Haley's Poker Blog

No bad beats, but still a poker blog... hence the anguish.

Thursday, April 13, 2006

Poker and Charity

Here's where my fellow poker-blogging brethen get mad at me.

Them's the breaks. I write what I feel, and say what I mean.

While it's hardly earth-shattering news, I've decided to cease participating in the WPBT "fun tour" events, effective immediately. The reason? The announcement that the next event was a charity event, EasyCure's "Hammer Out Cancer" event on Sunday, April 16th... perhaps not so coincidentally, Easter Sunday.

There's nothing wrong with running a charity event... heck, I'm all for it. But what is wrong is to denote this as a WPBT points event --- despite the frivolous nature of the WPBT itself --- and doing it some four events after the WPBT has already started to play. I've exchanged some e-mails with Ron about it, explaining my stance and why I felt I had to drop out. Basically, if any mention had been made before WPBT events began that charity events would or could be included, than all well and good --- it would've been up to me to decide to participate with that information in hand.

After the fact just doesn't cut it. It puts all participants in the position of having to donate to the organizers' pet charities (worthy or not) in order to maximize their chances of winning the whole thing... not that I'm in danger of that, mind you. But it's a line that's been crossed --- the purpose of the WPBT has been co-opted here --- a sellout, if you will. It also opens up questions of what other changes to the structure can be made pretty much at the whim of the organizers.

As Ron rationalized it in one of his e-mails:

"This will sound odd, but what the WPBT organization is is that it is not. There was never any decision to make a WPBT, it simply came to be. It grows organically and most of us like it that way. We reserve the right to make it up as we go along."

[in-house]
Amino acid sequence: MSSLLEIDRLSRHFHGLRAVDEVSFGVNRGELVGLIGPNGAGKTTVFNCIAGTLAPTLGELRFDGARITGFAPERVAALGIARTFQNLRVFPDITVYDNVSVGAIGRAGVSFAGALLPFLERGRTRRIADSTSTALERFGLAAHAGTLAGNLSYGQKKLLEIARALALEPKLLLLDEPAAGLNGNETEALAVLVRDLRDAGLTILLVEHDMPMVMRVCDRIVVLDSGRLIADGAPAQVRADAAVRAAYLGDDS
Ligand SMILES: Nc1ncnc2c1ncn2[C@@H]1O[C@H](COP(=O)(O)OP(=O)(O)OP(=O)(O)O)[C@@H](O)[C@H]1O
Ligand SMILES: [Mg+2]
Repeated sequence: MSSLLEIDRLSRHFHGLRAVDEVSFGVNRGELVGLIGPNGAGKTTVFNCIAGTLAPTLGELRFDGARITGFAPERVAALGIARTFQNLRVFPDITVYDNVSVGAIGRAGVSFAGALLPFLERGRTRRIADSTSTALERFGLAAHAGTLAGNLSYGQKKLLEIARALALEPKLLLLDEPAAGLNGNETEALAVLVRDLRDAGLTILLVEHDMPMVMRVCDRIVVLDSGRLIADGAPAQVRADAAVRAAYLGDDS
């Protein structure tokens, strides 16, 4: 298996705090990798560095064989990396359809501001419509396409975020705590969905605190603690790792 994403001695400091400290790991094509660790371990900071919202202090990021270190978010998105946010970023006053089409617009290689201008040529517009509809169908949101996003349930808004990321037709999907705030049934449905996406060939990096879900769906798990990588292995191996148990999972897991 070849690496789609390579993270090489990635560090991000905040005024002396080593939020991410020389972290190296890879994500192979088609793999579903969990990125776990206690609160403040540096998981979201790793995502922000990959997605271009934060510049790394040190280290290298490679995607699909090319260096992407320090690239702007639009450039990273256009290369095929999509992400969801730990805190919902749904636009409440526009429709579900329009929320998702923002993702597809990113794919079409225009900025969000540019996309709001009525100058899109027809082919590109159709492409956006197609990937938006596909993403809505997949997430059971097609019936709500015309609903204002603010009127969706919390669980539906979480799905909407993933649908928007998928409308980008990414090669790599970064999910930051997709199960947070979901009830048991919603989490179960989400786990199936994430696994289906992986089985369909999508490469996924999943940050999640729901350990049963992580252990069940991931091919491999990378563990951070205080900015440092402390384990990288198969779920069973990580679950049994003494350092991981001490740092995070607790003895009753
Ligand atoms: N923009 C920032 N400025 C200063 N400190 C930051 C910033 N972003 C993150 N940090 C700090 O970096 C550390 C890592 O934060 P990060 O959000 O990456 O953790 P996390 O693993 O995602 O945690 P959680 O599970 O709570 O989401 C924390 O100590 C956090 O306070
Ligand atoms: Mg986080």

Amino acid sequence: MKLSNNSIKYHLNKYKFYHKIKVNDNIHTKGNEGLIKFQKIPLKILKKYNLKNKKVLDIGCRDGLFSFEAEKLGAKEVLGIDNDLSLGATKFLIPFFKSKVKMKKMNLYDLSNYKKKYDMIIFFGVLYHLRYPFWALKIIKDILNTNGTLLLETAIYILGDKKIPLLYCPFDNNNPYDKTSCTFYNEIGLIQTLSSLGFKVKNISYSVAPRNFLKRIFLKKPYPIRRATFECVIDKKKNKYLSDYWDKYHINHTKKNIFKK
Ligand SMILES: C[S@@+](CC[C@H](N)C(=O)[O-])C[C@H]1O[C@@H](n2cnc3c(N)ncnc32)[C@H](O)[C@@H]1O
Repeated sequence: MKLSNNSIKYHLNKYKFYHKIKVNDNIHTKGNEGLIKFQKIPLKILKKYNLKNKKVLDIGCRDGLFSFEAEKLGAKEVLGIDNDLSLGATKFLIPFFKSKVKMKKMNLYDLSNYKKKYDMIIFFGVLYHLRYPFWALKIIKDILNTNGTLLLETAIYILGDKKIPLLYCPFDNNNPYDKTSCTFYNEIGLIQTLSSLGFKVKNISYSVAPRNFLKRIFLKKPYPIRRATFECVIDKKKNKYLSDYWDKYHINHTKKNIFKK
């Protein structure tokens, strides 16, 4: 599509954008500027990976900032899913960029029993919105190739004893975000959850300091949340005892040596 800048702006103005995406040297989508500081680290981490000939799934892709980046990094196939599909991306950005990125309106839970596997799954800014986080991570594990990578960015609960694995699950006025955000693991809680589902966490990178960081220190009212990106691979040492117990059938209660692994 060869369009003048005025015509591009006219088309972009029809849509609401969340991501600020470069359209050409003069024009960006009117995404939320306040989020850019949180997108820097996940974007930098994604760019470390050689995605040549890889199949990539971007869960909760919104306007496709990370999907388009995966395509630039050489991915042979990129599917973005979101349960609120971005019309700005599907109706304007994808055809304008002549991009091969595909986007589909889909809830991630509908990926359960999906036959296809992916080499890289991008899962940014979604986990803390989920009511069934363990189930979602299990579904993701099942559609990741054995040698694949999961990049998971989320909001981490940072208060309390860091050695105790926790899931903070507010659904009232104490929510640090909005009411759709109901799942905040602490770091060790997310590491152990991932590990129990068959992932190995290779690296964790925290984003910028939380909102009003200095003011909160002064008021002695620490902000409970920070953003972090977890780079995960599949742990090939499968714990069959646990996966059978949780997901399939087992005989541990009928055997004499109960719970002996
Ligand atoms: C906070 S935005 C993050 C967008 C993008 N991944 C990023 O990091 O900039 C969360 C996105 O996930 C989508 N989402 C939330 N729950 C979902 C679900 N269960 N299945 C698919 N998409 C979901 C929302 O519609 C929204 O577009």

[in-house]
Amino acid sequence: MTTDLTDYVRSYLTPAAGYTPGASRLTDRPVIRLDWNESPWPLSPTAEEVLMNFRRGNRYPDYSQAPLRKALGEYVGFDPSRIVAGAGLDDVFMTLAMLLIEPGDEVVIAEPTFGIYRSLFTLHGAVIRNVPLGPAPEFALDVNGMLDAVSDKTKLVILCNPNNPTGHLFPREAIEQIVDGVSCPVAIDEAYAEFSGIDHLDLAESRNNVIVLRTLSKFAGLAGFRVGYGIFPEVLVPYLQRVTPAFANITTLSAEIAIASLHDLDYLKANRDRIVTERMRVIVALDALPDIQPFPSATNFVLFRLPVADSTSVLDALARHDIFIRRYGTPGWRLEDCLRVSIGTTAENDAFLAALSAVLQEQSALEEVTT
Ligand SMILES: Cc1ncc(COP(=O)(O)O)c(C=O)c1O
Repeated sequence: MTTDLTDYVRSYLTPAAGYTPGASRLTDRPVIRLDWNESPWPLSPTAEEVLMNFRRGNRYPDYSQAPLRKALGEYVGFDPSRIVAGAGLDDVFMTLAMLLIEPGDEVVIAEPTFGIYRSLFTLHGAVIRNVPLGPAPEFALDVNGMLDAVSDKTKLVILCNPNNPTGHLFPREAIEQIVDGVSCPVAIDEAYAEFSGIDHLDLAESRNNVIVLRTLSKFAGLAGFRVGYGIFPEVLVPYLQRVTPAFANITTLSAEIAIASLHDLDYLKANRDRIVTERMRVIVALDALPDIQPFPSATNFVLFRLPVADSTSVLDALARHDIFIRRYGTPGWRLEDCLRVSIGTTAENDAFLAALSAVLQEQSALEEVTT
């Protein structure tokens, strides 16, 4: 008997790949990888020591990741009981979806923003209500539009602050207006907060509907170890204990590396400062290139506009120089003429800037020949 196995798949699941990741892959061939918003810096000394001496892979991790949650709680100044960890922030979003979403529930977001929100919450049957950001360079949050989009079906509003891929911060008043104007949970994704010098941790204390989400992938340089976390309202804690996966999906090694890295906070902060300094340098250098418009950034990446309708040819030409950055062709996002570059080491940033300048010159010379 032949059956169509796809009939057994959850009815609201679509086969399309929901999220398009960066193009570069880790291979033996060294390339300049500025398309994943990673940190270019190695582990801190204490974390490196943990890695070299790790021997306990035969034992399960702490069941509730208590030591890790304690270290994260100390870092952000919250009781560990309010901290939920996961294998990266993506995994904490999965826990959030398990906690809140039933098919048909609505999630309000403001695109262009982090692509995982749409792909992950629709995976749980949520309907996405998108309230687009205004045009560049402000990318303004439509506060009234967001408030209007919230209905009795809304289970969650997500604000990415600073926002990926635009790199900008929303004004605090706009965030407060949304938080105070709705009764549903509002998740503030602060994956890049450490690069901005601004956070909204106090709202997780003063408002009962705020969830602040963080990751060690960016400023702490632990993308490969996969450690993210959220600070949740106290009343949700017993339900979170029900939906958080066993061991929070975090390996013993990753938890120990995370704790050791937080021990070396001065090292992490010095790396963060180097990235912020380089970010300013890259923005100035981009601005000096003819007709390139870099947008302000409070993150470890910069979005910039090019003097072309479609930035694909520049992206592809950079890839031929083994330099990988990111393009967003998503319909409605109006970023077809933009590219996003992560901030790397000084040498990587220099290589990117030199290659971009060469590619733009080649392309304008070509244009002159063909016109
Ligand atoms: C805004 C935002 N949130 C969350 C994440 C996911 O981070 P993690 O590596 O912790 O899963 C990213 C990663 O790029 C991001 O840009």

And I reserve the right to step out of it, too, as I've done... and to say why. I'm reminded of the first job I had when I graduated from school, working in a shoe store. A few weeks after I started, it was time for the company's annual United Way drive to commence, and the store's manager told me exactly how much he expected to see me contribute in percentage terms. "The stores have their own contest," he offered, "and I don't intend on losing my ranking."

I told him, in not-quite-so-blunt terms, to stuff it. It wasn't up to that long-ago boss, a nice man with the unfortunate name of "Will Rule" (I kid you not), to determine how and when I make my charitable donations. Whether it's the long ago Mr. Rule, or EasyCure today, I'm part of no one's quota unless I choose to be, and I accept no coercion in even the politest form in an effort to reel me in. Too often charities and those who work on their behalf justify their bad manners and practices because their efforts are "for the greater good."

I think that's bullshit. Always have, always will.

As an aside, while I am poor and cheap, I'm not heartless; I surfed over to the Susan G. Komen Breast Cancer Foundation today and dropped in a $15 donation. I did it today, frankly, for all the wrong reasons. But it's a worthwhile charity, too, as is the American Cancer Society. Pick one. Help 'em out.

As for the WPBT, yes, it's marginal silliness, and yes, this is something of a mountain-out-of-a-molehill situation. Nonetheless, it's crossed a behavioral line that's abused far too often in today's society, so it needed this further examination. In order to clarify the wrongness, let's just scale everything up a few hundred notches and create an admittedly absurd example:

Suppose the Toyota Player of the Year title at the WSOP was underway, and all of a sudden the WSOP organizers decided, halfway through the Series, that the last six events counted toward the POY title would have a buy-in of $25,000, with all the overage going to charity. Think the players would be P.O.-ed? Oh yeah, baby. And they'd be rightly P.O.-ed, too.

It's all about overstepping the bounds of decorum, and it's not the charity or the need to do good that's wrong. It's the changing of a process in midstream that's wrong.

And that's why I'm out of the WPBT. Best of luck to the rest of you, and my extreme best wishes to those of you who've been affected by cancer in any way.

As for the other, next time, just solicit me directly. That I'll respect.

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